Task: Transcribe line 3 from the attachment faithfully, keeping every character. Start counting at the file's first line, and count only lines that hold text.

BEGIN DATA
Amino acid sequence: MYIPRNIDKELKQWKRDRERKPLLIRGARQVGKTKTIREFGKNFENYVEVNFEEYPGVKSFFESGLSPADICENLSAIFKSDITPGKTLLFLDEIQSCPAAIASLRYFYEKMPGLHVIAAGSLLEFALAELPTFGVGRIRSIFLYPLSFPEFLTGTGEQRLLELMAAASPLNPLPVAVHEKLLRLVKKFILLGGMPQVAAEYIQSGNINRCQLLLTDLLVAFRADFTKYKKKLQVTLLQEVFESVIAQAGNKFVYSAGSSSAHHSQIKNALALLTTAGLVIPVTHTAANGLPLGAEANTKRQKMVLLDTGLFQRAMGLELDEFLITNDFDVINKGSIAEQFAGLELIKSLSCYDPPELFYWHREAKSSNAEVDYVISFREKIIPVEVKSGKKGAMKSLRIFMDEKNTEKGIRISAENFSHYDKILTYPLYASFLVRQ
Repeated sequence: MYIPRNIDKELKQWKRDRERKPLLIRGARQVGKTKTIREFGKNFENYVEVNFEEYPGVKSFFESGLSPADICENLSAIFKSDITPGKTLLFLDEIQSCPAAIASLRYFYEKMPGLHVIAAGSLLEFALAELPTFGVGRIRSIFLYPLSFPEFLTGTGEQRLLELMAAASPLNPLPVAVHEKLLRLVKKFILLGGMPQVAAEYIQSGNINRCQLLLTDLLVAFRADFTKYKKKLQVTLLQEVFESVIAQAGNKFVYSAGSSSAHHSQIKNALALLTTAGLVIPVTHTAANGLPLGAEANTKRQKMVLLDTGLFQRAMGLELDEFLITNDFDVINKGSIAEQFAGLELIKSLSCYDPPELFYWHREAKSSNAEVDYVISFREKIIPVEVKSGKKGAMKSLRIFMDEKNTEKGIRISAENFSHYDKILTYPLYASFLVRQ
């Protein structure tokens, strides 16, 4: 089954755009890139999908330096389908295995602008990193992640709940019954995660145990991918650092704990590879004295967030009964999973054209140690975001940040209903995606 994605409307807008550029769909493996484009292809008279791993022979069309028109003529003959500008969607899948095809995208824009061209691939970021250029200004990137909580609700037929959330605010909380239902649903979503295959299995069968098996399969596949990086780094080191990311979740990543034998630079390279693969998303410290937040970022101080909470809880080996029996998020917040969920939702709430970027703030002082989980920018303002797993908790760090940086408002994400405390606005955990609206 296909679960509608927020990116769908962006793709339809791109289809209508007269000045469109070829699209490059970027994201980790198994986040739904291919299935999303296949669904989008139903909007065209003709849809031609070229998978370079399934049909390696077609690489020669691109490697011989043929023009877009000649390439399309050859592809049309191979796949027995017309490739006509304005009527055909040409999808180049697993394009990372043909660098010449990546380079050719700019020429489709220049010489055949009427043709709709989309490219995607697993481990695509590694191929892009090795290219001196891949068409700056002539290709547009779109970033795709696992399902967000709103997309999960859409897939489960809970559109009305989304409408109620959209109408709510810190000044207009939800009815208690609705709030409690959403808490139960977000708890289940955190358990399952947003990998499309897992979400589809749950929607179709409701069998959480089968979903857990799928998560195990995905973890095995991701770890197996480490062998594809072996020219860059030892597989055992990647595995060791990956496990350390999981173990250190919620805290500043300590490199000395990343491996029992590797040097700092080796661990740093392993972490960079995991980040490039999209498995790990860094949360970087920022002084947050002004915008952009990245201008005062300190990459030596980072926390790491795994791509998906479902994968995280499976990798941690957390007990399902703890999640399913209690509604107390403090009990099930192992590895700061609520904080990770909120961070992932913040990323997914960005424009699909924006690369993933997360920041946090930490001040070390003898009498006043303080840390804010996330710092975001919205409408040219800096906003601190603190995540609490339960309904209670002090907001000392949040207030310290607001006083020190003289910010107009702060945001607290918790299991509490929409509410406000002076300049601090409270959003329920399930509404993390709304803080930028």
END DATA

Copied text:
């Protein structure tokens, strides 16, 4: 089954755009890139999908330096389908295995602008990193992640709940019954995660145990991918650092704990590879004295967030009964999973054209140690975001940040209903995606 994605409307807008550029769909493996484009292809008279791993022979069309028109003529003959500008969607899948095809995208824009061209691939970021250029200004990137909580609700037929959330605010909380239902649903979503295959299995069968098996399969596949990086780094080191990311979740990543034998630079390279693969998303410290937040970022101080909470809880080996029996998020917040969920939702709430970027703030002082989980920018303002797993908790760090940086408002994400405390606005955990609206 296909679960509608927020990116769908962006793709339809791109289809209508007269000045469109070829699209490059970027994201980790198994986040739904291919299935999303296949669904989008139903909007065209003709849809031609070229998978370079399934049909390696077609690489020669691109490697011989043929023009877009000649390439399309050859592809049309191979796949027995017309490739006509304005009527055909040409999808180049697993394009990372043909660098010449990546380079050719700019020429489709220049010489055949009427043709709709989309490219995607697993481990695509590694191929892009090795290219001196891949068409700056002539290709547009779109970033795709696992399902967000709103997309999960859409897939489960809970559109009305989304409408109620959209109408709510810190000044207009939800009815208690609705709030409690959403808490139960977000708890289940955190358990399952947003990998499309897992979400589809749950929607179709409701069998959480089968979903857990799928998560195990995905973890095995991701770890197996480490062998594809072996020219860059030892597989055992990647595995060791990956496990350390999981173990250190919620805290500043300590490199000395990343491996029992590797040097700092080796661990740093392993972490960079995991980040490039999209498995790990860094949360970087920022002084947050002004915008952009990245201008005062300190990459030596980072926390790491795994791509998906479902994968995280499976990798941690957390007990399902703890999640399913209690509604107390403090009990099930192992590895700061609520904080990770909120961070992932913040990323997914960005424009699909924006690369993933997360920041946090930490001040070390003898009498006043303080840390804010996330710092975001919205409408040219800096906003601190603190995540609490339960309904209670002090907001000392949040207030310290607001006083020190003289910010107009702060945001607290918790299991509490929409509410406000002076300049601090409270959003329920399930509404993390709304803080930028």